Friday, 4 November 2011

Friday 4th. November 2011

Firstly , many thanks to Rob for pointing out that the Sheild Bug which I ID'd as a Forest Bug on the post before last , was actually Picromerus bidens , a predatory species that preys on larvae of other species , especially caterpillars . A species that I have never come across before . Cheers Rob .The heavy overnight rain continued falling well into the morning , but a brighter spell , before showers started to move in , enabled me to get to Down House to do the bird survey , a very wet bird survey under foot it was too . Added to the weather conditions , the old detached house that adjoins the site , is in the process of being renovate by the looks of things , which meant much machinery noise , which didn't help . The results reflected the prevailing conditions , with just 15 species being recorded . Once again , not a sign of a migrant , either Summer or Winter was found , and the most excitement was when a large , probably female Sparrowhawk , appeared from nowhere on the edge of the large meadow and disappeared as quickly onto the footpath , no doubt hoping to flush a meal
from the overhanging trees .  thought the fallen apples in the orchard might have attracted a Winter
Thrush , but only this Rose-ringed Parakeet was enjoying a healthy meal . A mixture of ordinary and Jacob's Sheep are in the meadows , but the small meadow by the cricket field contained just six
Jacob's Sheep , five ewes and this 'silverback' ram , who seemed very enthusiastic about his duties . No sign again of the Roe Deer , but with the grass so short it isn't surprising . Very little fungi was found whilst walking around the site , until I got back to the main lawn behind the house , which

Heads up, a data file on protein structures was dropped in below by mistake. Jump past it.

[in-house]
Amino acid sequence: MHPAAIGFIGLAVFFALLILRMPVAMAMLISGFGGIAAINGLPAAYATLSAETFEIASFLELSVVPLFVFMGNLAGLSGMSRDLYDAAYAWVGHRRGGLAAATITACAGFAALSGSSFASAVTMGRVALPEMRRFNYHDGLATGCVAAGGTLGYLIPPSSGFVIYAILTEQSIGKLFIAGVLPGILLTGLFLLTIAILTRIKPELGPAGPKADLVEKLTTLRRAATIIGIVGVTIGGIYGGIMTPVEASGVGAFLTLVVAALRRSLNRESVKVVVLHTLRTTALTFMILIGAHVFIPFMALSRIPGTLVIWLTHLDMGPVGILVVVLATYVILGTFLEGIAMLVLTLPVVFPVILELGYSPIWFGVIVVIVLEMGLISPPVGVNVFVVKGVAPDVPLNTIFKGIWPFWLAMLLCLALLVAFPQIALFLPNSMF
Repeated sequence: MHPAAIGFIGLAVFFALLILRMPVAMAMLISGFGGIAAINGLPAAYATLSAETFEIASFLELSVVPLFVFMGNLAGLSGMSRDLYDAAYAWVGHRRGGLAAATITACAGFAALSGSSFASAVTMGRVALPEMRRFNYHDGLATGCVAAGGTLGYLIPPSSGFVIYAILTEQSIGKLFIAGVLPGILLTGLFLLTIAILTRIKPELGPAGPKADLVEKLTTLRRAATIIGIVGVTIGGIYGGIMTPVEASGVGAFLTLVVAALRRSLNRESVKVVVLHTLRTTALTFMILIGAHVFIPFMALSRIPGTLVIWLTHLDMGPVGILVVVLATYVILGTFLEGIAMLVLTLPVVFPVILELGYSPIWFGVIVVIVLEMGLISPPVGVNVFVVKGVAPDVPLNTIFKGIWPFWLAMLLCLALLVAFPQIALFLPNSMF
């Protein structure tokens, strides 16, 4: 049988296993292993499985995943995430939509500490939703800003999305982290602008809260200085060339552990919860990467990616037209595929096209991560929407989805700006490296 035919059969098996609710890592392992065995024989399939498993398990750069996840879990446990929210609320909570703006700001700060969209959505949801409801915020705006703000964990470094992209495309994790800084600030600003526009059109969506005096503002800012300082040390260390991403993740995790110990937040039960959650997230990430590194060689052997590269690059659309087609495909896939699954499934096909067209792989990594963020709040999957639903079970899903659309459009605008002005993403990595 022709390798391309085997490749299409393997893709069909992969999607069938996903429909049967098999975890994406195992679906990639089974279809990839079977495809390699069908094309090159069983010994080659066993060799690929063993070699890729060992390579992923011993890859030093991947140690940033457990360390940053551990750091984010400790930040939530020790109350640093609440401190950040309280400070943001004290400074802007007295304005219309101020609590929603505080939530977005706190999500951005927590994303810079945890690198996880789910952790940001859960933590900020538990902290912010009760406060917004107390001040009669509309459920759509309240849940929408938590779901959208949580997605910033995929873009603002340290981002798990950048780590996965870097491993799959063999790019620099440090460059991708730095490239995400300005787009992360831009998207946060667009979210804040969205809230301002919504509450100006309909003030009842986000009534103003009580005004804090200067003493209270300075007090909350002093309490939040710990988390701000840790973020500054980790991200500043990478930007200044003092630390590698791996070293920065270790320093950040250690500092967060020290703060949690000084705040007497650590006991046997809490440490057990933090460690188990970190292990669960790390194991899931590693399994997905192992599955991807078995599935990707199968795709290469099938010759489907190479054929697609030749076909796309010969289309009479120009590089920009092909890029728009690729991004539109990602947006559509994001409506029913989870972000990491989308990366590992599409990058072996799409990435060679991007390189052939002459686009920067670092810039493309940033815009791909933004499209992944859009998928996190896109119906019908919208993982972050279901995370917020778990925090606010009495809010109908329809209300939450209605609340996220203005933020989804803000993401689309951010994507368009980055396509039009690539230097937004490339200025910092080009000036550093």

usually produces a good crop of Wax Caps , and so it did this visit ,  like this Scarlet Hood / Hygrocybe coccinea even though they are well behind normal , probably due to the warmer , drier
conditions in October . The same applied to it's relations H. ceracea , and Snowy Wax Cap
H. nivea . For me , the best specimen found on the lawn , was this Hygrophorus hypothejus , which
unfortunately doesn't have a common name . Different from the rest , this Cavulinopsis helvola , was
 found , squeezing it's way up through the grass . On my way back home , with threatening skies coming in again , I had a quick look around High Elms , and the effort was worthwhile , finding my
first Magpie Fungus / Coprinus picaceus , of the Autumn , this too having only just broken through the leaf litter . A member of the Ink Cap family , it will show how it gets it's common name when it
matures . And finally , a couple of shots from the back bedroom window , one of the local Blue Tits ,
and what must be a teenage Goldfinch , suffering from a bad attack of acne .


Warren Baker said...

It's all very hard going at the moment Greenie, we need a blast from the north to get things truly Autumnal!!

Rob said...

A colourful assortment of fungi there, Greenie.

Paul said...

Nice Parakeet shot mate.
I would like to see some birds in my back garden right now, its extremely quite on the garden bird front here.

Phil said...

Very quiet garden wise here too Greenie, the last (and first) Parakeet I had in the garden was last Boxing day.Must have just been passing through.